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Is the following sentence in bold grammatically correct?

Copp also found himself a center of controversy especially after a series of articles in 2004 by the Albuquerque Journal in New Mexico. Copp has claimed to have played a key role in rescue activities at Ground Zero in New York after the terrorist attacks of 9/11. He was granted more than $600,000 in compensation for what he said are injuries from the event, mostly toxicity. The articles in the Albuquerque journal questioned both whether he played any important role at Ground Zero and whether he was eligible for any compensation for injury. In a four-part series about Copp, the Journal quoted several people who saw Copp at Ground Zero as saying that he showed up with a video camera and did no serious rescue work. The U.S. Justice Department fraud unit was investigating.

I can understand "He was granted more than $600,000 in compensation for what he said"

and apparently he was granted because he said "injuries from the event are mostly toxicity"..

But can we merge these two sentences into one sentence?

I cannot understand the structure.Where are relative clauses?

Could you please explain to me this structure if it is correct?

I would say :

He was granted more than $600,000 in compensation for what he said which/that injuries from the event are mostly toxicity.

  • I think the cited passage is poorly written, so don't treat it as a model. For example, mostly toxicity is an extremely clumsy shortening of something like mostly caused by toxicity. But you've misunderstood what he said are - that's a "parenthetical" element implying that the injuries might not in fact have been caused by the event (it's just that he claimed they were). – FumbleFingers Apr 6 '16 at 15:17
  • @FumbleFingers Why isn't past simple tense used there (“for what he said were injuries”)? How would the meaning change if it was? – userr2684291 Apr 6 '16 at 15:30
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    Part of the answer is that the writer isn't actually very good, as I pointed out. But since he (the subject) still has the injuries, it's not "incorrect" to refer to what they are, rather than what they were. Using present tense lends a slightly greater sense of immediacy / relevance to the current situation (which might further lead to the implication that the injuries are more serious than you might otherwise have supposed, since they're bad enough to still be called "injuries", rather than, for example, "scars"). – FumbleFingers Apr 6 '16 at 15:37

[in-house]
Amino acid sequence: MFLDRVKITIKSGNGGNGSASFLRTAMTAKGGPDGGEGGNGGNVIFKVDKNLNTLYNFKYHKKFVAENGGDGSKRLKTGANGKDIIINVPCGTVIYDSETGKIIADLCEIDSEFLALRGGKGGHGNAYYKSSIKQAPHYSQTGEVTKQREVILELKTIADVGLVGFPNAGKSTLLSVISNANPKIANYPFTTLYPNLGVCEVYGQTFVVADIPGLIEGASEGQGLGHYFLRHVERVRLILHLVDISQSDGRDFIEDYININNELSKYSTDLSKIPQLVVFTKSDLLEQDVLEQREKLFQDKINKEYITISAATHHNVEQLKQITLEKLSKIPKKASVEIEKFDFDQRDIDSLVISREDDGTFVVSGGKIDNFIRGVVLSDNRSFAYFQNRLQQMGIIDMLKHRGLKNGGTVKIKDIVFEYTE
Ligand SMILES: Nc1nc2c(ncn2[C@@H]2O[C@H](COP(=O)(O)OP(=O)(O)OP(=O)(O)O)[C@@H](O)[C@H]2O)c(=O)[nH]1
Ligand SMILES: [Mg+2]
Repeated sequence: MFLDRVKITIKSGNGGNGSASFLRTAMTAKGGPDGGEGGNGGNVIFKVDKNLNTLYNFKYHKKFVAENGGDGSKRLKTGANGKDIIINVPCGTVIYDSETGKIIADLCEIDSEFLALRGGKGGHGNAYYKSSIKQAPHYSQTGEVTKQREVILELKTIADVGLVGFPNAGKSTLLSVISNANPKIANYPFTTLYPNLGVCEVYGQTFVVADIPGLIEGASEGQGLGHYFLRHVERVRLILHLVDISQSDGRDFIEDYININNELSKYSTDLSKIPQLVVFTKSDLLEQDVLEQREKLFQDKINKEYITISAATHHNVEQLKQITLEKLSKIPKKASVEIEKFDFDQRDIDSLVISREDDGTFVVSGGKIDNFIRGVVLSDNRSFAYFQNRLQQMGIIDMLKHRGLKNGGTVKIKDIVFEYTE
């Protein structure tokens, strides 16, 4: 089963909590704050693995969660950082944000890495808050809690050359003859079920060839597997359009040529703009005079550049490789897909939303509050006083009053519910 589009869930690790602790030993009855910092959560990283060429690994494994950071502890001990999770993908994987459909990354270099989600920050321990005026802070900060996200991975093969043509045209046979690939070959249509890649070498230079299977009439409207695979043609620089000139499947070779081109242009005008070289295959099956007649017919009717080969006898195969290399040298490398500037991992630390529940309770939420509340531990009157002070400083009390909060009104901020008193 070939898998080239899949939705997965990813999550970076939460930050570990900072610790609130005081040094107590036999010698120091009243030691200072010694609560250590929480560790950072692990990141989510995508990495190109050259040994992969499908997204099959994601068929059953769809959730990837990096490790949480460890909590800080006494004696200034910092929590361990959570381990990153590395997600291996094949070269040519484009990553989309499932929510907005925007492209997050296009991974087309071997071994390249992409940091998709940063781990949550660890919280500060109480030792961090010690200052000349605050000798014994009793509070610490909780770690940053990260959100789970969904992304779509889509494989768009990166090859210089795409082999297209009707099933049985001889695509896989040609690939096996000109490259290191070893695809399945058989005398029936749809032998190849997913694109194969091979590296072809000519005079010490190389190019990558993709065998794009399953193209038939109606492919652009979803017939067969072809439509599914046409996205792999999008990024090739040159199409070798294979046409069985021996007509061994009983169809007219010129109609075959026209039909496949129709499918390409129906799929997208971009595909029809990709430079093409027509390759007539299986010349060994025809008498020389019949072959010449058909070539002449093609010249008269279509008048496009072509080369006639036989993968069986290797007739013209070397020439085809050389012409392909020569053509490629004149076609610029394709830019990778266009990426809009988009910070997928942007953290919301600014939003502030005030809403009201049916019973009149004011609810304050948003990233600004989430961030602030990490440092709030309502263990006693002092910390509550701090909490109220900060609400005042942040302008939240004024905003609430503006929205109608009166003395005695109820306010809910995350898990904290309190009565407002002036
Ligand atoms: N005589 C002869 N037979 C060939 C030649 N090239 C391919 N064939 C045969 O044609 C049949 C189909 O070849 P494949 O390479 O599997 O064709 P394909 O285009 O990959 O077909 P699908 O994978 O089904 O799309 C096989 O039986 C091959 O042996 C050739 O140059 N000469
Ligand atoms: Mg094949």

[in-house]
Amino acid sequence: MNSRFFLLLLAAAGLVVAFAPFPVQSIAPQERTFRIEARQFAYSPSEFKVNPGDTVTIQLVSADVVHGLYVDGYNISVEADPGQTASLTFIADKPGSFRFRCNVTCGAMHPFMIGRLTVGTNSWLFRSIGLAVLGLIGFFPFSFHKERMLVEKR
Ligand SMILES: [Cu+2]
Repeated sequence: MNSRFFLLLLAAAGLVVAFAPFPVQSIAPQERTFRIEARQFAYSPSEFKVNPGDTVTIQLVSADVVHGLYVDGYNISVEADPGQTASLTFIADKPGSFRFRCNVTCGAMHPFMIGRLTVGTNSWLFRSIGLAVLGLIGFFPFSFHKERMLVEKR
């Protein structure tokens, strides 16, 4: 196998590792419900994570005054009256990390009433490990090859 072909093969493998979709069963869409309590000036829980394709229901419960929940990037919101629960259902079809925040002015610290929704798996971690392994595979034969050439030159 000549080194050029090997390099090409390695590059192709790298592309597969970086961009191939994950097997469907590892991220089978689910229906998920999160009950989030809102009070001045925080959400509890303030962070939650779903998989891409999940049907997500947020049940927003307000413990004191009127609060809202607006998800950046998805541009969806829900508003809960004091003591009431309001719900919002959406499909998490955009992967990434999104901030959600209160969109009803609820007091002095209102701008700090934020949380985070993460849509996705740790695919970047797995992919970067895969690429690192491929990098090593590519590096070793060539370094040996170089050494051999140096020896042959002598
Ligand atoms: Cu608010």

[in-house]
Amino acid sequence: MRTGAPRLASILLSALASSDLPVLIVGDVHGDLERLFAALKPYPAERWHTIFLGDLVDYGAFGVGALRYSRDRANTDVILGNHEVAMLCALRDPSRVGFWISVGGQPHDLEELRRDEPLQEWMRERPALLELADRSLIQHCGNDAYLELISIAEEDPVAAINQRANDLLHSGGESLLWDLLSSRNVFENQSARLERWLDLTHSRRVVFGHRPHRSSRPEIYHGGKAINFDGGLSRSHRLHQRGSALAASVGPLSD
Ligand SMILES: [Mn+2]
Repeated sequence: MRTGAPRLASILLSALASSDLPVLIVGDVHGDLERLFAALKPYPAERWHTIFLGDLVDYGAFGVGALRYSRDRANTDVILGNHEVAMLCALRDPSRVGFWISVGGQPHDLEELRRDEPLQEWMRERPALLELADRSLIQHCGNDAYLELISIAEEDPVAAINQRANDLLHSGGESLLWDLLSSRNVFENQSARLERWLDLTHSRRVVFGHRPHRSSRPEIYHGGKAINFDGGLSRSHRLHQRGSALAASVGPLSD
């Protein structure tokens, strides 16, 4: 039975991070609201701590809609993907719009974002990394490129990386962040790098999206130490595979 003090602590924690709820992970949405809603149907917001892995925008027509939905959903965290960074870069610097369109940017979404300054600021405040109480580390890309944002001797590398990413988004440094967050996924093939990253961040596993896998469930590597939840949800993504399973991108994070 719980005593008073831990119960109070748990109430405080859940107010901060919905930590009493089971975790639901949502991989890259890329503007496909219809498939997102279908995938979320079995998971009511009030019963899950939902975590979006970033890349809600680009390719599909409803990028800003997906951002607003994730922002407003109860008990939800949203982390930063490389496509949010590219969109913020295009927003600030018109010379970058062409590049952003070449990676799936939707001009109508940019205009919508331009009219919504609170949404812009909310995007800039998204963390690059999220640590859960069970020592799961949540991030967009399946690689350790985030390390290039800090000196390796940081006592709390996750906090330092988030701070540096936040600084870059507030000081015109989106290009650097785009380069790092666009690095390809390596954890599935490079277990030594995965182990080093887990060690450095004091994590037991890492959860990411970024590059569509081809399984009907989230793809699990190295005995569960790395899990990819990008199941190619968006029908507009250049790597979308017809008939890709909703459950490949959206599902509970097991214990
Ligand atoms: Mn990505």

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    I might write it He was granted compensation for injuries he claimed were caused by the event, mostly due to toxic exposure. I have to agree with @FumbleFingers that the writing here is very poor. The problem with claimed though is that it implies you don't necessarily believe what he said, although "for what he said" has a similar if less strong connotation. – ColleenV Apr 6 '16 at 23:05
  • @ColleenV: That's a very good point about what he said are vs what he claimed are. The fact that it less strongly implies the writer doesn't believe the assertion might even shift the implication to being that the writer does believe (but is unable or unwilling to actually say that, or to endorse the testimony less ambiguously). – FumbleFingers Apr 6 '16 at 23:15
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This is a grammatically correct sentence, but your understanding of the sentence is not correct. (It is a confusing sentence, though.)

Here's the sentence again:

He was granted more than $600,000 in compensation for what he said are injuries from the event, mostly toxicity.

Here's a shorter sentence with a similar meaning:

He was granted more than $600,000 in compensation for injuries.

The original sentence is the same, except that the noun "injuries" is replaced with the noun phrase "what he said are injuries from the event, mostly toxicity."

Here's a way of rephrasing the original sentence which should make the meaning more clear:

He was granted more than $600,000 in compensation for injuries which he said are injuries from the event, mostly toxicity.

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